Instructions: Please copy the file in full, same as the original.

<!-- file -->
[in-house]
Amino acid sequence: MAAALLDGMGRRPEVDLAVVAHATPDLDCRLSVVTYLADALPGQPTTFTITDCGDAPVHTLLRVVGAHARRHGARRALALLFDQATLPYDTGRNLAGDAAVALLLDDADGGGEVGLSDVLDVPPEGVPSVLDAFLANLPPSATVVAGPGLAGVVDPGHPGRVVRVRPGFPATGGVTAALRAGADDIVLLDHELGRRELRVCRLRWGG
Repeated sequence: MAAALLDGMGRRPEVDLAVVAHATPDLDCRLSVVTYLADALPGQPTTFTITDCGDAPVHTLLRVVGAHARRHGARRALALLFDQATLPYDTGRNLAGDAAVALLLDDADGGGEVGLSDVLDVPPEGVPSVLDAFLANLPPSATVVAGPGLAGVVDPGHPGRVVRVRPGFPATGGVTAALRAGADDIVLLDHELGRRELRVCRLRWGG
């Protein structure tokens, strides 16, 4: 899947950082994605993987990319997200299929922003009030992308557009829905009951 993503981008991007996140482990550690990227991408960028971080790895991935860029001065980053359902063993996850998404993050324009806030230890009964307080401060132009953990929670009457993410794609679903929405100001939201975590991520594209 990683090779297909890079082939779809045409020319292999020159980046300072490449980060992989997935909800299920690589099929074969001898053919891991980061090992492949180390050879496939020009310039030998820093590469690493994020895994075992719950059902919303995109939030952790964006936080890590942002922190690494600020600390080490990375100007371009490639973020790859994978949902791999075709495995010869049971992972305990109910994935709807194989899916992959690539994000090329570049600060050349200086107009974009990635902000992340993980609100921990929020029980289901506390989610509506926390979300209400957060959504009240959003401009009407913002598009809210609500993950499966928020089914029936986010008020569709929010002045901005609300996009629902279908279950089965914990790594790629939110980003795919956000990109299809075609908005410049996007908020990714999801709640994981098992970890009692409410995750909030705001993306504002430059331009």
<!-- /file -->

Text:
[in-house]
Amino acid sequence: MAAALLDGMGRRPEVDLAVVAHATPDLDCRLSVVTYLADALPGQPTTFTITDCGDAPVHTLLRVVGAHARRHGARRALALLFDQATLPYDTGRNLAGDAAVALLLDDADGGGEVGLSDVLDVPPEGVPSVLDAFLANLPPSATVVAGPGLAGVVDPGHPGRVVRVRPGFPATGGVTAALRAGADDIVLLDHELGRRELRVCRLRWGG
Repeated sequence: MAAALLDGMGRRPEVDLAVVAHATPDLDCRLSVVTYLADALPGQPTTFTITDCGDAPVHTLLRVVGAHARRHGARRALALLFDQATLPYDTGRNLAGDAAVALLLDDADGGGEVGLSDVLDVPPEGVPSVLDAFLANLPPSATVVAGPGLAGVVDPGHPGRVVRVRPGFPATGGVTAALRAGADDIVLLDHELGRRELRVCRLRWGG
């Protein structure tokens, strides 16, 4: 899947950082994605993987990319997200299929922003009030992308557009829905009951 993503981008991007996140482990550690990227991408960028971080790895991935860029001065980053359902063993996850998404993050324009806030230890009964307080401060132009953990929670009457993410794609679903929405100001939201975590991520594209 990683090779297909890079082939779809045409020319292999020159980046300072490449980060992989997935909800299920690589099929074969001898053919891991980061090992492949180390050879496939020009310039030998820093590469690493994020895994075992719950059902919303995109939030952790964006936080890590942002922190690494600020600390080490990375100007371009490639973020790859994978949902791999075709495995010869049971992972305990109910994935709807194989899916992959690539994000090329570049600060050349200086107009974009990635902000992340993980609100921990929020029980289901506390989610509506926390979300209400957060959504009240959003401009009407913002598009809210609500993950499966928020089914029936986010008020569709929010002045901005609300996009629902279908279950089965914990790594790629939110980003795919956000990109299809075609908005410049996007908020990714999801709640994981098992970890009692409410995750909030705001993306504002430059331009």